• Updates to several machines (too many to list)
  • CarpetIOHDF5
    • add option to have one output file per process
  • GetComponents
    • Process git repositories in parallel (when requested)
  • EOSOmni
    • Support piece-wise polytropic EoS with up to 10 pieces
  • NewRad
    • Support for Llama outer boundary
  • Meudon_Bin_NS
    • Now uses EOS_Omni, and with that is able to use more EoSs
    • Bugfix: earlier versions set a wrong atmosphere for EoS-Gamma!=2. However, depending on evolution settings those might have been overwritten with the (correct) values later.
    • Generate binaries necessary to not only read, but also generate Lorene binary neutron star initial data
    • Make this thorn work with older and current Lorene libraries (e.g., both Lorene thorns)
  • ML_ADMConstraints
    • Workaround for otherwise wrong results when using the Intel compiler version 15 and up.
  • PITTNullCode
    • Bug fix for calculating J.

New thorns or tools

    • A current version of Lorene was packaged as LORENE2. Initial data files are not comparible with those of the older LORENE thorn, and the API for codes using LORENE also changed. Due to this, only one of these thorns can be compiled into a Cactus executable, which for this release is still the older thorn LORENE.

Upcoming changes for the next releases

The Tmunu parameter support_old_CalcTmunu_mechanism, will be removed after this release. If you rely on this, your code is probably unnecessarily slow. Let us know if the removal would create a problem for you.

Most of the Fortran code in GRHydro was already replaced by more modern, and much easier to maintain C++ code. Up to now, both versions are compiled, and can be chosen at start-time. For a few releases the C++ versions are the default. After this release, the Fortran versions will be removed. Let us know if the removal would create a problem for you.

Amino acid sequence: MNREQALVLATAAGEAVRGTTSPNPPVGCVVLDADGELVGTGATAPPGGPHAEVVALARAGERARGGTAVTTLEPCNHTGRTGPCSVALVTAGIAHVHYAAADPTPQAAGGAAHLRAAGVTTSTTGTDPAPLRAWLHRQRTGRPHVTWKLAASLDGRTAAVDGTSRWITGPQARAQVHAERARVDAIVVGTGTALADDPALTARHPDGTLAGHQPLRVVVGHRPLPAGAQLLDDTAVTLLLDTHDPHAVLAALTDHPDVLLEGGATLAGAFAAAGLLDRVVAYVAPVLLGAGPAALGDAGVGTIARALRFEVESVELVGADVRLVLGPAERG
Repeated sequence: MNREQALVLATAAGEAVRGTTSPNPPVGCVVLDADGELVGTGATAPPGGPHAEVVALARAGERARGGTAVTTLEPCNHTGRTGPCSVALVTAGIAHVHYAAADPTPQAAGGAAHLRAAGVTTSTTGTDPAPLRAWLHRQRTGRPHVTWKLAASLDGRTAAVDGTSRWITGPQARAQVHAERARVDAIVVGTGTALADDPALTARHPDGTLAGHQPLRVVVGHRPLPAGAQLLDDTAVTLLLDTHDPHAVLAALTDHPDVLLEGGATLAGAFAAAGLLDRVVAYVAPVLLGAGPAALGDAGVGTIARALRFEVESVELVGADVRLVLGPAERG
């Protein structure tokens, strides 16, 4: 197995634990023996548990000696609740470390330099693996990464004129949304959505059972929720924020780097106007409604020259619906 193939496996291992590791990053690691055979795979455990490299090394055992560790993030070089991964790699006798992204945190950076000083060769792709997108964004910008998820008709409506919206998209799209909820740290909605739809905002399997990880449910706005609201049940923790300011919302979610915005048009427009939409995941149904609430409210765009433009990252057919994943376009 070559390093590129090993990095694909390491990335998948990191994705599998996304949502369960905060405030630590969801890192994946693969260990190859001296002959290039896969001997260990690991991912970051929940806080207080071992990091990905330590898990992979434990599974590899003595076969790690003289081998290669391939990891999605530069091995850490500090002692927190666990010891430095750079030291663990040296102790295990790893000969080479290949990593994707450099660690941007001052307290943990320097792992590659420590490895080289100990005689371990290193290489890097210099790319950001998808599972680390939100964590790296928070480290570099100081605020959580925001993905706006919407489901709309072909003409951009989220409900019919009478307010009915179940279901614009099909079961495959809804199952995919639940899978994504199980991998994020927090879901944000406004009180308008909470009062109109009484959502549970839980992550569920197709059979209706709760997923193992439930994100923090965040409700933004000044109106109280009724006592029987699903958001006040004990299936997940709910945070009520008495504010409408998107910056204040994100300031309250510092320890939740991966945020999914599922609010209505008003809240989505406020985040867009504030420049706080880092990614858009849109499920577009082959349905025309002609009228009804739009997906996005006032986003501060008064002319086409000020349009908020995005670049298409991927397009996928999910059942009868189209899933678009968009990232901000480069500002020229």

How to upgrade from Payne-Gaposchkin (ET_2016_11)

To upgrade from the previous release, use GetComponents with the new thornlist to check out the new version.

See the Download page on the Einstein Toolkit website for download instructions.

Machine notes

Supported (tested) machines include:

  • Default Debian, Ubuntu, Fedora, CentOS, and MacOS installations
  • Bethe
  • Bluewaters
  • Comet (#)
  • Cori
  • Draco
  • Edison
  • Galileo
  • Gulob
  • Hydra
  • Marconi
  • Minerva
  • Queenbee 2
  • Supermike II
  • Wheeler
  • Zwicky
  • TACC machines: defs.local.ini needs to have sourcebasedir = $WORK and basedir = $SCRATCH/simulations configured for this machine. You need to determine $WORK and $SCRATCH by logging in to the machine. A new configuration for KNL nodes is being worked on, but not yet included in the release (but compilation works and tests mostly pass).
  • (#) On Comet, using more than one MPI process might produce corrupt output files. This is a known file system bug on this machine.

All repositories participating in this release carry a branch ET_2017_06 marking this release. These release branches will be updated if severe errors are found.

The "Hack" Release Team on behalf of the Einstein Toolkit Consortium (2017-07-17)

   Eloisa Bentivegna
   Steven R. Brandt
   Peter Diener
   Roland Haas
   Ian Hinder
   Frank Löffler
   Roberto De Pietri
   Erik Schnetter
   Yosef Zlochower

July 17th, 2017